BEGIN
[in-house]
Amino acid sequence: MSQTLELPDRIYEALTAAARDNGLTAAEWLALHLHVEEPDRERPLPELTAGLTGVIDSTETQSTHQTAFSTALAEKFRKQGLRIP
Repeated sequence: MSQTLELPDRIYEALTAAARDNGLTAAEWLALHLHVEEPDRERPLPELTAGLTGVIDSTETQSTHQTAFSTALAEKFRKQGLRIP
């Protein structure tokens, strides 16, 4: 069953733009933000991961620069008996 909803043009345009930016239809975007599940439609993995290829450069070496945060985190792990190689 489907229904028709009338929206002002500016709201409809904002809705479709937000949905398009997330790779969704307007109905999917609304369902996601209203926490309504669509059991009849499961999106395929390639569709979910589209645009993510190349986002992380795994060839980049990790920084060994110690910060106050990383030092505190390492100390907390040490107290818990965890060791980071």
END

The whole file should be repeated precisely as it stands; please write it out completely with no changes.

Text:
[in-house]
Amino acid sequence: MSQTLELPDRIYEALTAAARDNGLTAAEWLALHLHVEEPDRERPLPELTAGLTGVIDSTETQSTHQTAFSTALAEKFRKQGLRIP
Repeated sequence: MSQTLELPDRIYEALTAAARDNGLTAAEWLALHLHVEEPDRERPLPELTAGLTGVIDSTETQSTHQTAFSTALAEKFRKQGLRIP
């Protein structure tokens, strides 16, 4: 069953733009933000991961620069008996 909803043009345009930016239809975007599940439609993995290829450069070496945060985190792990190689 489907229904028709009338929206002002500016709201409809904002809705479709937000949905398009997330790779969704307007109905999917609304369902996601209203926490309504669509059991009849499961999106395929390639569709979910589209645009993510190349986002992380795994060839980049990790920084060994110690910060106050990383030092505190390492100390907390040490107290818990965890060791980071």